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From the alternator to the Boost Recuperation Machine

In recent years, the alternator has developed from a simple component to a highly integrated boost recuperation machine (BRM). But what are the differences and what has remained the same?

When the three-phase generator, still colloquially known as the alternator, was only responsible for supplying energy to the vehicle and complex battery management systems were still a long way off, things were simple: If the charging indicator light flashed, either the V-belt had broken or the alternator had run out of coal. But a lot has happened in the meantime. However, much higher demands are placed on today's alternator: on the one hand, the electrical requirements for charging power have increased significantly, and on the other hand, the BRM is increasingly taking over the function of the starter in order to turn the classic combustion engine into a mild hybrid. In order to take these requirements into account, the classic charge controller was developed into a 48-volt inverter, which can now charge the lithium-ion battery. In order to effectively dissipate the resulting waste heat from the power electronics, in most applications the electronics are water-cooled and integrated into the engine's coolant circuit. On the belt side, the simple pulley suggests a “simple” belt, but in order to be able to transmit the drive power in hybrid operation, a ten-rib belt and two BRM near tensioning or deflection pulleys (decoupling tensioners) are necessary so that the belt has the highest possible enclosure the pulley has.

Electrical performance

Nowadays, conventional three-phase generators usually deliver between 90 and 140 amps. The larger the motor and the more powerful the electrical equipment, the more powerful the generator and battery have to be. Above 140 amps, however, the air becomes thin; only in the commercial vehicle sector are there individual models that deliver even more power - the cable cross-sections simply become too large. 140 amps at 14.3 charging voltage result in a total output of around 2 kW that such a generator can provide permanently - the efficiency is usually in the range of 67 percent, which means that around 3 kW of mechanical energy is required to produce 2 kW of electrical energy to generate – efficiency losses caused by the belt drive are ignored.

The Boost Recuperation Machine takes electrical performance to a whole new level: In addition to a comparable output power of 2.2 kW on the 12-volt rail, they also deliver up to 16 kW of power on the 48-volt rail into the on-board network when the vehicle is recuperating. The overall efficiency is also significantly higher: at 87 percent, around 20 percent more energy is converted into electrical power than is the case with a conventional three-phase generator. In addition to an optimized winding and a rotor reinforced with neodymium magnets, this saving is made possible by the electronic inverter, which can always operate the generator at its best. For this purpose, the BRM has a position sensor similar to the crankshaft sensor, so that the electronics always know how the rotor is positioned and its exact speed in order to be able to control recuperation and boost as effectively as possible.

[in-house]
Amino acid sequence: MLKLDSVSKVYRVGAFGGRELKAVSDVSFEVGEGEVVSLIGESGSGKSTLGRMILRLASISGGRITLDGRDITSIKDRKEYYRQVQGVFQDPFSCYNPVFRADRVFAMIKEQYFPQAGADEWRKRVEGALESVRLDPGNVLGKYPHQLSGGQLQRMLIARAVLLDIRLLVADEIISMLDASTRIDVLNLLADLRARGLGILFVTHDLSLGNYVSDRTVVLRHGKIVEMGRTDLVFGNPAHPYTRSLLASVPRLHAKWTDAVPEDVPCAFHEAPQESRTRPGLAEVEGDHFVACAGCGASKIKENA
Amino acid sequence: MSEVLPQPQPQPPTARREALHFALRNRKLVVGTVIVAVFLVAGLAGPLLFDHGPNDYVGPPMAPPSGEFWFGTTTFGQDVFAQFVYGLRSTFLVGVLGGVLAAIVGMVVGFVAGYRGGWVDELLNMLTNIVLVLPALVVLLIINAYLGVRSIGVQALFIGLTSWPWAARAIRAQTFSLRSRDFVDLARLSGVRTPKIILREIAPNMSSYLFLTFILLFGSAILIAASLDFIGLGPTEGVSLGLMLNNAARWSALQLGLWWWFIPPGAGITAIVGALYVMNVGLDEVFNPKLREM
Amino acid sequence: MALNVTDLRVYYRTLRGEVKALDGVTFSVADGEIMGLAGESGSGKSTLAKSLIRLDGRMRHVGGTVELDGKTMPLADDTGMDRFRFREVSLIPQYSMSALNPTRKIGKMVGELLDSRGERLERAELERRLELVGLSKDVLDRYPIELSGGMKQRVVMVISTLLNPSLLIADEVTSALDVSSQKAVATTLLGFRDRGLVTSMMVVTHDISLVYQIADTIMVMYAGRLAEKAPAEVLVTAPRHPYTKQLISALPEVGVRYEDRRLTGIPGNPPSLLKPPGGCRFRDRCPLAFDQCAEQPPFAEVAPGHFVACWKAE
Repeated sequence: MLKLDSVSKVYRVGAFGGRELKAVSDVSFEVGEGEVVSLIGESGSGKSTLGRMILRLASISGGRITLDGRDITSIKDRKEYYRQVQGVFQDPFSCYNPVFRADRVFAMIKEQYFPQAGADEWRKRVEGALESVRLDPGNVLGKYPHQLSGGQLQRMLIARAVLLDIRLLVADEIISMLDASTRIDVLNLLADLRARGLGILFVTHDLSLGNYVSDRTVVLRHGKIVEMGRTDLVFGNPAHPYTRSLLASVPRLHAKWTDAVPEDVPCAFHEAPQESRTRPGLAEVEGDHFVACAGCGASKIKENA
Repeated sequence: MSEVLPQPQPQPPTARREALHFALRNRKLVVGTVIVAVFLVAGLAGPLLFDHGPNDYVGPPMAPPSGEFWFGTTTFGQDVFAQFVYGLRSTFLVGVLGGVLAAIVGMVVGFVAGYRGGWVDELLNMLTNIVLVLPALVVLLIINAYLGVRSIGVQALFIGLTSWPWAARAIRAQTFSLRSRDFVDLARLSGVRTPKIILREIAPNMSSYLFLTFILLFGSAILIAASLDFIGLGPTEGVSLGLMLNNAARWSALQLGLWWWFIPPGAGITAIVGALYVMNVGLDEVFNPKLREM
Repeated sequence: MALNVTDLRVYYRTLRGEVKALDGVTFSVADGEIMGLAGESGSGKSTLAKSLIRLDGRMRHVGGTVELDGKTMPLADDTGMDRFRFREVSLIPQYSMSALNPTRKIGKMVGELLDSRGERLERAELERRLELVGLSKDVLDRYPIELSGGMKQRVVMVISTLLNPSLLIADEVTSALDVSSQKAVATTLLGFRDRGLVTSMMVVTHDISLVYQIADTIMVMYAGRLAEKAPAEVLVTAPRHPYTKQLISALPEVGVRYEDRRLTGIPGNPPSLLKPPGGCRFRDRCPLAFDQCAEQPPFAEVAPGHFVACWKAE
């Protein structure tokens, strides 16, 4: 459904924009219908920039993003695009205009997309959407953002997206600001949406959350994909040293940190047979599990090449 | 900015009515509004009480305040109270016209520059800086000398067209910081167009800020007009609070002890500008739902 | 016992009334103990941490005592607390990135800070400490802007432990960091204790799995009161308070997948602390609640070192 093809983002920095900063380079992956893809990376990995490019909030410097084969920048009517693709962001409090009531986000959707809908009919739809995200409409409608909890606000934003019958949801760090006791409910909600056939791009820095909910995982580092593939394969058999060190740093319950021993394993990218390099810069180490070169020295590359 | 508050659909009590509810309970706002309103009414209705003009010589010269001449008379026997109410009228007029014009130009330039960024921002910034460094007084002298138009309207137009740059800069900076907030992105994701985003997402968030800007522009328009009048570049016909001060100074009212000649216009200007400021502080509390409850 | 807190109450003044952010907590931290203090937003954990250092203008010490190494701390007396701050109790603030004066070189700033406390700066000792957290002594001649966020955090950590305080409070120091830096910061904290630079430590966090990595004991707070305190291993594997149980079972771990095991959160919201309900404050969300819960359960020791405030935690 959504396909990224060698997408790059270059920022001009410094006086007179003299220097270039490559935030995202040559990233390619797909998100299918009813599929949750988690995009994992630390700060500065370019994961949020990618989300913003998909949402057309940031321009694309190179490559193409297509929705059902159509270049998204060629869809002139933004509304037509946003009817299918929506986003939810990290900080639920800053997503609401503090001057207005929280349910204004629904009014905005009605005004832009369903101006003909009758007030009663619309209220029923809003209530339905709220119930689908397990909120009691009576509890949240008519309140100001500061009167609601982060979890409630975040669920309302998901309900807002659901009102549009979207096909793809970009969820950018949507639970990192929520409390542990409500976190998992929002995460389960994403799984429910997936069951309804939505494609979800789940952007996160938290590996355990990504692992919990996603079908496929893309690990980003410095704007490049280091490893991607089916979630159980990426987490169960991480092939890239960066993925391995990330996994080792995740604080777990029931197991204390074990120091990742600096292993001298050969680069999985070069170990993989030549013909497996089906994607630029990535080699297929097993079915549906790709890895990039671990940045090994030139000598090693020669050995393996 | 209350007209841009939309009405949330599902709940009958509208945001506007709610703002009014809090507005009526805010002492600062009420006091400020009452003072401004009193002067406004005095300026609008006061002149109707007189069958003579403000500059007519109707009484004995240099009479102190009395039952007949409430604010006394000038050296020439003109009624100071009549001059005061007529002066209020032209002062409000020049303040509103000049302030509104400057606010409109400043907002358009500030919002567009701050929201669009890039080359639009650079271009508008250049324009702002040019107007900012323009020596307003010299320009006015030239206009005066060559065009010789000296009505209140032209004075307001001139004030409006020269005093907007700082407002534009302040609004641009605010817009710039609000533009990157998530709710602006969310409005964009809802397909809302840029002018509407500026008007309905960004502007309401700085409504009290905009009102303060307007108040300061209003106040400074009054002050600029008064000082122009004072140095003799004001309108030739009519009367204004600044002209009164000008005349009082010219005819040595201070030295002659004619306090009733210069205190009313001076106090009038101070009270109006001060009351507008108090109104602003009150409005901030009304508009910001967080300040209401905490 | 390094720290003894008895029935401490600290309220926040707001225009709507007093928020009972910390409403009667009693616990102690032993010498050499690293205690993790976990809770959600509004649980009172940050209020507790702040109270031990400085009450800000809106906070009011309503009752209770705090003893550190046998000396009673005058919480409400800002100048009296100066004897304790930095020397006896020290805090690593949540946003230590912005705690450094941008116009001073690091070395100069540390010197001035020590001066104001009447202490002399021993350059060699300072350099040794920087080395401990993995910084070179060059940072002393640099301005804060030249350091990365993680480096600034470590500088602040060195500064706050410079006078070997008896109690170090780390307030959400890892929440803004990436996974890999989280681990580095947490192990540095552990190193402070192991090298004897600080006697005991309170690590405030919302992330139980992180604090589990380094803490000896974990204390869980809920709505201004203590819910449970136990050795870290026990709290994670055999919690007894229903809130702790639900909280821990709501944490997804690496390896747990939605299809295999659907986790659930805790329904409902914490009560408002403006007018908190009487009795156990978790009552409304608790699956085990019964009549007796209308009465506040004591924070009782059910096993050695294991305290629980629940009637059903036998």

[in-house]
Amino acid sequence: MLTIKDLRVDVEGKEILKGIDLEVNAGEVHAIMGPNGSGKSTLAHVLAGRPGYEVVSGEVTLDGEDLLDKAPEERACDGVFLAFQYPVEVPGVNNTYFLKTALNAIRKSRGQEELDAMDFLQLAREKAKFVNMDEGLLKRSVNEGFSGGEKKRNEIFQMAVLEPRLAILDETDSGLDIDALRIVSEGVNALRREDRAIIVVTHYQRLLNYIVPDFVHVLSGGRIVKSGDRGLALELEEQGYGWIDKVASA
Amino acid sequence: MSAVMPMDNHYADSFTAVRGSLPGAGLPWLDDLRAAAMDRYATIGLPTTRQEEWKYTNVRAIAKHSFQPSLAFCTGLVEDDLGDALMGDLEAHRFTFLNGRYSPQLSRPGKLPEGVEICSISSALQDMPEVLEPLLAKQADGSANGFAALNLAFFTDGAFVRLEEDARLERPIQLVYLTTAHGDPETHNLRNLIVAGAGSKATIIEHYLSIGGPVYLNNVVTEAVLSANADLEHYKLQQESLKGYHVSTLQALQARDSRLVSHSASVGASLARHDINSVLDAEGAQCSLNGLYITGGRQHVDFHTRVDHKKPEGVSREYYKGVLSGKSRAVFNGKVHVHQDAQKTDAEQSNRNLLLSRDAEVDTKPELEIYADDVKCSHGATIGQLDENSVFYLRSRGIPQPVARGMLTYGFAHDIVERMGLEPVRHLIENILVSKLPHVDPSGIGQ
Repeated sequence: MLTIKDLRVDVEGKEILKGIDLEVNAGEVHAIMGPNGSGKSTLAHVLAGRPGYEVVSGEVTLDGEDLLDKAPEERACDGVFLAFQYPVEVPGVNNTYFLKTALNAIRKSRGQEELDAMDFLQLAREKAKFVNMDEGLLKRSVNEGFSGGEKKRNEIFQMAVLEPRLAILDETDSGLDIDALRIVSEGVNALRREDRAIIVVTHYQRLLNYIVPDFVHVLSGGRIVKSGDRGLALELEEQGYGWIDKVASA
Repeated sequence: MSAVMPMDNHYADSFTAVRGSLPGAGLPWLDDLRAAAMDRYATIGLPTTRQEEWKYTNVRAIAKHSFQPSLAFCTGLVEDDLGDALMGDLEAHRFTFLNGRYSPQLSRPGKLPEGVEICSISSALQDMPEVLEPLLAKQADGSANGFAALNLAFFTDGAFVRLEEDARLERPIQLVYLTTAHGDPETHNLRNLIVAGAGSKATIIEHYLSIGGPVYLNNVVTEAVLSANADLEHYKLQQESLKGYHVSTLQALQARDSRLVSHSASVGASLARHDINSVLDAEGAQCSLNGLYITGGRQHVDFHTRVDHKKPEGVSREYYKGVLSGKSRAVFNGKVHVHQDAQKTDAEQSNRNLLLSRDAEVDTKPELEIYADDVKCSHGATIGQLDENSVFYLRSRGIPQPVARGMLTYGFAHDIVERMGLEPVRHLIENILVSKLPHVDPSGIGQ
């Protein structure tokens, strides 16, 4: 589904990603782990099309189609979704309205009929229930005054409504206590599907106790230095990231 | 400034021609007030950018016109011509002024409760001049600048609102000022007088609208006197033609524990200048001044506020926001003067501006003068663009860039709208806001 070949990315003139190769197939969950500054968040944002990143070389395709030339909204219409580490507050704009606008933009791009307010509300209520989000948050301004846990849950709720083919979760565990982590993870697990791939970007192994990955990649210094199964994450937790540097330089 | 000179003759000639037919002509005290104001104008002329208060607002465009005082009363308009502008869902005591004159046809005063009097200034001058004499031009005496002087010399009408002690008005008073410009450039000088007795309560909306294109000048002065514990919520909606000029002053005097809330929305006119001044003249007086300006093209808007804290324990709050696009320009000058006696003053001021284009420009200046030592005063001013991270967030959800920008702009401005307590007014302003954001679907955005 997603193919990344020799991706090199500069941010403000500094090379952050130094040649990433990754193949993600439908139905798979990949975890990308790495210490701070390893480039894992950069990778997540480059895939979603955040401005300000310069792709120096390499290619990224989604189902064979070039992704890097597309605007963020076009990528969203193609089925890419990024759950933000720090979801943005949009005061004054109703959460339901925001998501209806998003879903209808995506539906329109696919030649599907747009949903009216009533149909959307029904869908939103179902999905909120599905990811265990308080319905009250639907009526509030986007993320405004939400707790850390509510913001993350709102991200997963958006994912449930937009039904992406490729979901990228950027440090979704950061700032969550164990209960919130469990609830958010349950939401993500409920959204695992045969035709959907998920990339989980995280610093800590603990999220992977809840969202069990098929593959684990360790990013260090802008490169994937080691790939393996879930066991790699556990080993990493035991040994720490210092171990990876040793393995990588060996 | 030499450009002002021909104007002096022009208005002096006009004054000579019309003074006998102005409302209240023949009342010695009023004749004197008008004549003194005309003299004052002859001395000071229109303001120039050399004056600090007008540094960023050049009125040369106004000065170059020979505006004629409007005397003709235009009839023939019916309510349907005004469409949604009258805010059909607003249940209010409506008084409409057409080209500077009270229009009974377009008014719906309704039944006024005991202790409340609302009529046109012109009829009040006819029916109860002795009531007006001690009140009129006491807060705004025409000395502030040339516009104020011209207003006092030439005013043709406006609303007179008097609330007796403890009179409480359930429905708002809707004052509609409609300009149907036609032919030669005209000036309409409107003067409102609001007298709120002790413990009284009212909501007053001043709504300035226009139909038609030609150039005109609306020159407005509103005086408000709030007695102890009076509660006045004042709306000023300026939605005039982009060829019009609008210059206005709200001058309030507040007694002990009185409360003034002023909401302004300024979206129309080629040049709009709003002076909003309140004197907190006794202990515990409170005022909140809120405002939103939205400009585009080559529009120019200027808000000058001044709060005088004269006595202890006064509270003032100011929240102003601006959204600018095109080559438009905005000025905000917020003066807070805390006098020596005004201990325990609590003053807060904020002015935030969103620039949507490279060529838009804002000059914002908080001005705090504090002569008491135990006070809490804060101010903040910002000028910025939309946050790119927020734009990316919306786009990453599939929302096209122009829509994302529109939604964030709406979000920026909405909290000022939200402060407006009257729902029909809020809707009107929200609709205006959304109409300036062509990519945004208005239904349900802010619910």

The inverter is no longer just a passive circuit, but rather its own, highly developed controller that, depending on the vehicle manufacturer and model, is programmed with a specific charging/boost curve that is optimally tailored to the engine. A lot of effort that is worth it for manufacturers and drivers: In real operation, a mild hybrid saves an average of around 0.2 liters of fuel per 100 kilometres; for the manufacturer, this means a saving of 1.4 grams of CO² in fleet consumption.

What only seems to bring advantages in normal driving operations also offers a number of disadvantages in everyday workshop life: the belt drive with the decoupling tensioner is designed to be more complex, and the integration into the cooling water circuit turns what was previously a “quick change of thealternator” into a medium-sized operation including bleeding of the coolant circuit. And: Unlike the alternator, the BRM can no longer be repaired much. The coals can still be replaced – that’s it! The ball bearings could theoretically be replaced, but the position sensor, which is trained to the position of the rotor with millimetre precision, is in the way. Once removed, the inverter's software must be recalibrated, which cannot be done with the workshop diagnosis, but only with the manufacturer's tools. At the same time, the 48 V Li-ion battery and the DC/DC inverter add additional expensive components to the vehicle, which offer additional potential for errors. But no one expected that such a highly developed product would not be cheaper than its simpler predecessor, right?

Technical information provided by:

Stremtec BV Netherlands